If the partner is willing to take a fixed return, like 15% mentioned above, that is the best scenario for you. But you asked for a "fair" structure and said this partner is a friend. If that is truly your goal, assign a fair payment for the man hours you and your husband put into it. After the property sells, subtract your "payment" for the labor and then split whatever is left 50/50.

If your friend is willing to just give a fixed interest loan, that's the simplest way to go.  I can't believe people are throwing around 15%.  That seems like a lot to me, but money is cheaper here in California, I guess.

If your friend wants a percentage of the profit, I would give him 50% of a portion of profits, based on how much cash he put in compared to the total cash that was required.  For example, let's say he puts in $50k and you put in $50k.  Let's say you profit $50k.  Because he put in half the money, he would get 50% of half the profit, in this case $12.5k.  If he had fronted all the money ($100k), he would get 50% of all the profit, or $25k.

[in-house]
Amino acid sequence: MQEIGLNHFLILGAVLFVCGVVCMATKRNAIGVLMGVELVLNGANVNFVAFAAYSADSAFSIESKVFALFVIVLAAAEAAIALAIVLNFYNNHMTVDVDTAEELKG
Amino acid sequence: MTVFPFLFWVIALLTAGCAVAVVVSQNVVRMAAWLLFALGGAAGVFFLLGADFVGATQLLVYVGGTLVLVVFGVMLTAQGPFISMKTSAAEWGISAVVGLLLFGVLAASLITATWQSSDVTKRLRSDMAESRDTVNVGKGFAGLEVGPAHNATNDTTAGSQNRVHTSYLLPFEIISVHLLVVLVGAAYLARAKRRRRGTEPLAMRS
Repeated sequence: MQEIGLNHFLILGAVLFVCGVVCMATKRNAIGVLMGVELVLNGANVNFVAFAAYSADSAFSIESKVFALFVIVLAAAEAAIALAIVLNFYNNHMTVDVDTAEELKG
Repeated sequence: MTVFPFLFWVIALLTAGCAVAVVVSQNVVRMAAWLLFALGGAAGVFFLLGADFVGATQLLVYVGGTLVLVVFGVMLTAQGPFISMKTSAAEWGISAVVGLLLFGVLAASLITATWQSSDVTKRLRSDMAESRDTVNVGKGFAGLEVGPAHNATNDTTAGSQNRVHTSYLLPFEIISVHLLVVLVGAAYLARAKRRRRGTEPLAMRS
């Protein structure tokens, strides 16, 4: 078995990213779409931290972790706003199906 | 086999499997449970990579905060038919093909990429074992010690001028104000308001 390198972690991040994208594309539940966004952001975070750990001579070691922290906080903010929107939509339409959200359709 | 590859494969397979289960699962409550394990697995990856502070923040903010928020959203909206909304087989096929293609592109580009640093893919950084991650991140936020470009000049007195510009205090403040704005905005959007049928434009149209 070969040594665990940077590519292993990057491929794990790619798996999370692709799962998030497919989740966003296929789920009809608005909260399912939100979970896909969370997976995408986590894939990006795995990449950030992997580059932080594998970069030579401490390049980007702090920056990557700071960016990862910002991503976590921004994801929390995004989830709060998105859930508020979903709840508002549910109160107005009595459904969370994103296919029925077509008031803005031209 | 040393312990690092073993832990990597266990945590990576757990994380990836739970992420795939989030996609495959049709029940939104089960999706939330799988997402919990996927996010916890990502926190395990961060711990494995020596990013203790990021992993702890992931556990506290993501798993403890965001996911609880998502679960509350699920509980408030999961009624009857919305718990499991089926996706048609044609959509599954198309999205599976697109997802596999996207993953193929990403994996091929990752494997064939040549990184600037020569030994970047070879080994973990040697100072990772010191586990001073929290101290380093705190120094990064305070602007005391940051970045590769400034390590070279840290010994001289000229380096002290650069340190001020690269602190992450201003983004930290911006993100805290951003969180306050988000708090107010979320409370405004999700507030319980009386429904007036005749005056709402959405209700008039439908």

I really don't think Robert G's suggestion above works in the general case.  Let's say you put in $90k and he put in $10k.  Is it really fair that he receives 50% of the profit after you pay yourselves for your work?

You said the money you are putting in is a combination of cash and rehab loans. Is the rehab loan secured by this property? If so, you are not putting in similar amounts (or taking similar risks) at all. You are basically offering your friend the opportunity to buy a house, which you will then use to secure rehab financing.

So if I am reading that right, he has a whole lot more skin in the game than you do.

You also don't mention what your experience level is. How many rehabs have you done? How many flips? How many complex projects have you run?

50/50 might be the best you can hope for. I personally wouldn't touch a project with inexperienced personal friends putting up little of their own money.

Read the book by Marty Boardman.  Two options are debt or equity partnerships.  Since you are new with this sounds like you should give up some equity.  Split the equity by % of the capital contribution in the deal.

Example...

Purchase $70K  (investor money)

Repairs  $30K (your money)